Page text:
Posts Tagged ‘State-based healthcare exchanges’

GOP Proposes Putting Seniors on Congressional Healthcare Plan

Tuesday, July 3rd, 2012

In a highly controversial move, Republicans critical of Medicare have proposed opening up the Federal Employee Health Benefits Plan (FEHBP) to Medicare patients.  “We are going to offer a plan that would give all senior citizens in the country the same congressional healthcare plan that we have,” said Senator Rand Paul (R-KY).  “We are not willing to wait until after the next election to fix the entitlements.”

The National Active and Retired Federal Employees Association (NARFE) warned that the plan could shake the federal program, while asking seniors to pay more for healthcare.  “This is a kill-two-birds-with-one-stone kind of proposal that would both bring down Medicare as we know it and threaten the stability of the FEHBP,” Joseph A. Beaudoin, NARFE president, said.  Beaudoin said seniors should examine the proposal closely, because it throws open the doors of a stable healthcare program to millions of seniors currently enrolled in Medicare.  “Given the current environment of budget attacks on federal employees, retirees and Medicare, the federal workforce and all Americans should be wary of plans like the one proposed today,” he said.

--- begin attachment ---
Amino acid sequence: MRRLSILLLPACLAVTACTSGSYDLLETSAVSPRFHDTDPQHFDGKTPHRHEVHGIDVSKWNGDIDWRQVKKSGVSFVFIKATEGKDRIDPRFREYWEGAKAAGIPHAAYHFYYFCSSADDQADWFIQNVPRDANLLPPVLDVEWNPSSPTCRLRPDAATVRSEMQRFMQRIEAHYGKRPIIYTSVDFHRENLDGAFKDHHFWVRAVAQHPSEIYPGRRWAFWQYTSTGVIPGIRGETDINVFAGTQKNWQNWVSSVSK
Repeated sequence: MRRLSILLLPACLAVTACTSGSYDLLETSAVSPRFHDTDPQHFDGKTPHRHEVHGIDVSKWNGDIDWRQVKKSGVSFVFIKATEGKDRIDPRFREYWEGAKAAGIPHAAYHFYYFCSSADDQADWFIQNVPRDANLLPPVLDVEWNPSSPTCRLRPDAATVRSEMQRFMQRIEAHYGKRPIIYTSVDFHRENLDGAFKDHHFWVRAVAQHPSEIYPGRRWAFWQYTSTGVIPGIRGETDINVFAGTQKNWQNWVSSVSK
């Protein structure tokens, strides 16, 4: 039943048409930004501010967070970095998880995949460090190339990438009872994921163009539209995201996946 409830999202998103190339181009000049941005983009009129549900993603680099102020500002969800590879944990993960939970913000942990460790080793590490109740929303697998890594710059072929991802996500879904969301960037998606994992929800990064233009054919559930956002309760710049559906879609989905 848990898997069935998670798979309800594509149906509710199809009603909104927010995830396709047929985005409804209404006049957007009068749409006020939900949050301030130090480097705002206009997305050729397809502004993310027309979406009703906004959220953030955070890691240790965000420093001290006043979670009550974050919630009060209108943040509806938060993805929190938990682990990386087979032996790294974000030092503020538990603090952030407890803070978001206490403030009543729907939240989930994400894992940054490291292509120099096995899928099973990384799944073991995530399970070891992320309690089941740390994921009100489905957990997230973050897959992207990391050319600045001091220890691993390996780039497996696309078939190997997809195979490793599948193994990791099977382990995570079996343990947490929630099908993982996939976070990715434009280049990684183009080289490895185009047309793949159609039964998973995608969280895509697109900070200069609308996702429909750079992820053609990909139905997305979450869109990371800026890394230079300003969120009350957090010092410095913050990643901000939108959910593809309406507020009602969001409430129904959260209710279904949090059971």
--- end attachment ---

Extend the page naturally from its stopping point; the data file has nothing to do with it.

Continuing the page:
Called the Congressional Health Care for Seniors Act (CHCSA), the plan’s supporters claim that it would save taxpayers $1 trillion in the first 10 years as well as provide enhanced healthcare benefits, choice, quality and outcomes by moving seniors into the FEHBP.

How would it work?  Federal employees can now choose from approximately 250 plans participating in FEHBP, including 20 nationwide plans.  The large selection provides access to better doctors, better quality healthcare, and the ability to pick plans that best suit the person’s individual needs.  The rationale also is that because Congress uses the plan, it must be the best in the country.  Additionally, the legislation would set up a “high risk pool” for the costliest patients within the FEHBP.  The federal government will directly reimburse healthcare plans for enrolling the most expensive five percent of patients, which keeps premiums low while allowing high-risk patients to get the same quality healthcare as every other enrollee – federal employees and seniors alike.  If the legislation is passed, seniors could enroll in FEHBP starting in 2014.

There is some bipartisan support for this proposal.  In 2004, Senator John Kerry (D-MA) proposed allowing uninsured people, not seniors, to enroll in FEHBP.  “Entitlements are broken,” said Paul.  “It’s not Republicans’ fault; it’s not Democrats fault.  I tell people, ‘It’s your grandparents’ fault for having too many kids and then your fault for not having enough kids.’  It’s a demographic problem.”